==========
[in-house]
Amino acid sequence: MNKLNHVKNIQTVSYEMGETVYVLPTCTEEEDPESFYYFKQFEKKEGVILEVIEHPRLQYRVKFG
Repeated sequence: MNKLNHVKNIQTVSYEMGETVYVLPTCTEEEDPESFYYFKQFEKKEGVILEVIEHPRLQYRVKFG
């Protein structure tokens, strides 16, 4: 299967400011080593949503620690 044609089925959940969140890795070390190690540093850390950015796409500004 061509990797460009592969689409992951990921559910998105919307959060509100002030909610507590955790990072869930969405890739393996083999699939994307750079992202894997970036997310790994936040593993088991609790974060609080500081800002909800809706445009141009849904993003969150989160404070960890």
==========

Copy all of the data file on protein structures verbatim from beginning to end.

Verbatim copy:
[in-house]
Amino acid sequence: MNKLNHVKNIQTVSYEMGETVYVLPTCTEEEDPESFYYFKQFEKKEGVILEVIEHPRLQYRVKFG
Repeated sequence: MNKLNHVKNIQTVSYEMGETVYVLPTCTEEEDPESFYYFKQFEKKEGVILEVIEHPRLQYRVKFG
């Protein structure tokens, strides 16, 4: 299967400011080593949503620690 044609089925959940969140890795070390190690540093850390950015796409500004 061509990797460009592969689409992951990921559910998105919307959060509100002030909610507590955790990072869930969405890739393996083999699939994307750079992202894997970036997310790994936040593993088991609790974060609080500081800002909800809706445009141009849904993003969150989160404070960890």